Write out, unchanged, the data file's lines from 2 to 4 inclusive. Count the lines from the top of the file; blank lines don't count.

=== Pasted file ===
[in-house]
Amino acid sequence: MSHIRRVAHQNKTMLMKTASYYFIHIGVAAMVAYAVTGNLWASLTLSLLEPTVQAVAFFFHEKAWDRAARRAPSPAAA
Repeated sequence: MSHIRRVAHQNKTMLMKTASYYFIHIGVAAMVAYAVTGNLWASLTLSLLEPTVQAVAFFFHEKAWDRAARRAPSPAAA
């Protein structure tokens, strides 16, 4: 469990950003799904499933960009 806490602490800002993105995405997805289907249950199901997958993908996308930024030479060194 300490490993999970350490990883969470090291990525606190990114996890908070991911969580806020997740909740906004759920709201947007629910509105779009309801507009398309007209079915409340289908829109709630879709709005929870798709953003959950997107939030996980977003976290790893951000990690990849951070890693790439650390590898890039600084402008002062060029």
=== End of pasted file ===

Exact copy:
Amino acid sequence: MSHIRRVAHQNKTMLMKTASYYFIHIGVAAMVAYAVTGNLWASLTLSLLEPTVQAVAFFFHEKAWDRAARRAPSPAAA
Repeated sequence: MSHIRRVAHQNKTMLMKTASYYFIHIGVAAMVAYAVTGNLWASLTLSLLEPTVQAVAFFFHEKAWDRAARRAPSPAAA
């Protein structure tokens, strides 16, 4: 469990950003799904499933960009 806490602490800002993105995405997805289907249950199901997958993908996308930024030479060194 300490490993999970350490990883969470090291990525606190990114996890908070991911969580806020997740909740906004759920709201947007629910509105779009309801507009398309007209079915409340289908829109709630879709709005929870798709953003959950997107939030996980977003976290790893951000990690990849951070890693790439650390590898890039600084402008002062060029």